Proteome-wide Analysis of Lysine Acetylation Suggests its Broad Regulatory Scope in Saccharomyces cerevisiae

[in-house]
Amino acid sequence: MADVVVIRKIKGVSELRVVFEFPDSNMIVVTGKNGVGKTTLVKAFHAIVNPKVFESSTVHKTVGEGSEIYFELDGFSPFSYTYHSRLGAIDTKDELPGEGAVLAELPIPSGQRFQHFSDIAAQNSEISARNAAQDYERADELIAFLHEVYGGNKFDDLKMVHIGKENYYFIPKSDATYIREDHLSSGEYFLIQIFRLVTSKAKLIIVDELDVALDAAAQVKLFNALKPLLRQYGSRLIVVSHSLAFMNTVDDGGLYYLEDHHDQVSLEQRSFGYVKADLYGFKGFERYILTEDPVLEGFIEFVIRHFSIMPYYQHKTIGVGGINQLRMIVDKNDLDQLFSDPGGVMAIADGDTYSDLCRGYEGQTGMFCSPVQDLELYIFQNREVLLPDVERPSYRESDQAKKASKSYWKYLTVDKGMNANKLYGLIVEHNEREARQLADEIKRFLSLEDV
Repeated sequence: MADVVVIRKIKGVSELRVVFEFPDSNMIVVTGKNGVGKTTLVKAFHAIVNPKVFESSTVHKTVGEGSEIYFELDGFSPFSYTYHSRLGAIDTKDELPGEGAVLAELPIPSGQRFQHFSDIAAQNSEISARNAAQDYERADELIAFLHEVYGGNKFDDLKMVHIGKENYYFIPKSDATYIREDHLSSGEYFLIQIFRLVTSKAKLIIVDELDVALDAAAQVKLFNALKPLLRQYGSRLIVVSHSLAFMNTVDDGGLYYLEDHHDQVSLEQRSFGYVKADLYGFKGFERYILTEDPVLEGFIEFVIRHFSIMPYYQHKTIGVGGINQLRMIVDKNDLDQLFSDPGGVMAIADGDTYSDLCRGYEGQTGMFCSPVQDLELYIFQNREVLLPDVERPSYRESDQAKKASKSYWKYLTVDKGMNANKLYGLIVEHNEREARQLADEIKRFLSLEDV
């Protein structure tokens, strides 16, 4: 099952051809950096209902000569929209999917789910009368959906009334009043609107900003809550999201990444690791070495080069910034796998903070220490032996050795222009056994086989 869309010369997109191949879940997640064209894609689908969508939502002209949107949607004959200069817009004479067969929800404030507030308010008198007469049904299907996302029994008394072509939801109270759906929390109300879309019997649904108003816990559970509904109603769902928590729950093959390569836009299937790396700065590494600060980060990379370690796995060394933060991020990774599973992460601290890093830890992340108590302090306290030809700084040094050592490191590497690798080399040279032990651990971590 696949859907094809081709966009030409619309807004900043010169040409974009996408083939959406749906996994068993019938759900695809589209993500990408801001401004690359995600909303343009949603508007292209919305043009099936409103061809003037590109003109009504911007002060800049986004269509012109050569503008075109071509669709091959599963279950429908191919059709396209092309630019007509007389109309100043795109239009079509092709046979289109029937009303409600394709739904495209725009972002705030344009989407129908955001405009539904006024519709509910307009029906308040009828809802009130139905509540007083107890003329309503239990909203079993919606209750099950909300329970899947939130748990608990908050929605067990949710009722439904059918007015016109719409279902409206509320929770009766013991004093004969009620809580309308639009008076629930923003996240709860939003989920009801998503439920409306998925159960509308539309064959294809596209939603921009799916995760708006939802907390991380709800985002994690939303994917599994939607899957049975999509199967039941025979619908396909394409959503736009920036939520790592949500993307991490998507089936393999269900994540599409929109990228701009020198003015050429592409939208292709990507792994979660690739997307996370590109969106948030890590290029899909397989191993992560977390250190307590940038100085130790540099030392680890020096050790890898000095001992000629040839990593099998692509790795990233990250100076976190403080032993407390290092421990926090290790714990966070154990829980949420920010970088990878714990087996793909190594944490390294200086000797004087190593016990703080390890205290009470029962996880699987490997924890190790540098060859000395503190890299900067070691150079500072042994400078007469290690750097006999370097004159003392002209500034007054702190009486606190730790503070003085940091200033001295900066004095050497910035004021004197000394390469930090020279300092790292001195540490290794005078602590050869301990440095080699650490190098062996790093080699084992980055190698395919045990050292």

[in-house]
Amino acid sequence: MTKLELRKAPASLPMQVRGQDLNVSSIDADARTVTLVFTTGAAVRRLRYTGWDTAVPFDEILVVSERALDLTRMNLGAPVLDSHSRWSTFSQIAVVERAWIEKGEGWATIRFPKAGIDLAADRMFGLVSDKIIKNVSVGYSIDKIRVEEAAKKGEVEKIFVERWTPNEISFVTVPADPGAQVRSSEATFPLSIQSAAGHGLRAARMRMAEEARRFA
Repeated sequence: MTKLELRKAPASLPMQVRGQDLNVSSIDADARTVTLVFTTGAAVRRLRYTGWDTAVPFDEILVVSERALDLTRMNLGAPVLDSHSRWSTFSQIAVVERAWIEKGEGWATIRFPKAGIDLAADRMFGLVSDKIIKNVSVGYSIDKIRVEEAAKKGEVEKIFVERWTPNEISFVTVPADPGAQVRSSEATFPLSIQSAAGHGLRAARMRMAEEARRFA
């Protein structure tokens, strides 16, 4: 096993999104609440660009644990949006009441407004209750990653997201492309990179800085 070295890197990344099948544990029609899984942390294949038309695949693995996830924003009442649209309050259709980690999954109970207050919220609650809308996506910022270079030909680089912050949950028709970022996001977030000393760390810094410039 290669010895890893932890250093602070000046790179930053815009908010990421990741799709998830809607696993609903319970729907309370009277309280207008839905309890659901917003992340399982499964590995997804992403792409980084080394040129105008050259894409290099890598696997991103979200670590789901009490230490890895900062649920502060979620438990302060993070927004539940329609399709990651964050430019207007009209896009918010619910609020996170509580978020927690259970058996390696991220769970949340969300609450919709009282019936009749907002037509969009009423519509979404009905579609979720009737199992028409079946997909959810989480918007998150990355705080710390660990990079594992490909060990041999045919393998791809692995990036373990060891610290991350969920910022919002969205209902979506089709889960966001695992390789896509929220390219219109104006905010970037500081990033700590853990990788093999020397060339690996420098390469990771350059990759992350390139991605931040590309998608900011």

Summary Posttranslational modification of proteins by lysine acetylation plays important regulatory roles in living cells. The budding yeast Saccharomyces cerevisiae is a widely used unicellular eukaryotic model organism in biomedical research. S. cerevisiae contain several evolutionary conserved lysine acetyltransferases and deacetylases. However, only a few dozen acetylation sites in S. cerevisiae are known, presenting a major obstacle for further understanding the regulatory roles of acetylation in this organism. Here we use high resolution mass spectrometry to identify about 4,000 lysine acetylation sites in S. cerevisiae. Acetylated proteins are implicated in the regulation of diverse cytoplasmic and nuclear processes including chromatin organization, mitochondrial metabolism, and protein synthesis. Bioinformatic analysis of yeast acetylation sites shows that acetylated lysines are significantly more conserved compared to non-acetylated lysines. A large fraction of the conserved acetylation sites are present on proteins involved in cellular metabolism, protein synthesis, and protein folding. Furthermore, quantification of the Rpd3-regulated acetylation sites identified several previously known, as well as new putative substrates of this deacetylase. Rpd3 deficiency increased acetylation of the SAGA (Spt-Ada-Gcn5-Acetyltransferase) complex subunit Sgf73 on K33. This acetylation site is located within a critical regulatory domain in Sgf73 that interacts with Ubp8 and involved in the activation of the Ubp8-containing histone H2B deubiquitylase complex. Our data provides the first global survey of acetylation in budding yeast, and suggests a wide-ranging regulatory scope of this modification. The provided dataset may serve as an important resource for the functional analysis of lysine acetylation in eukaryotes.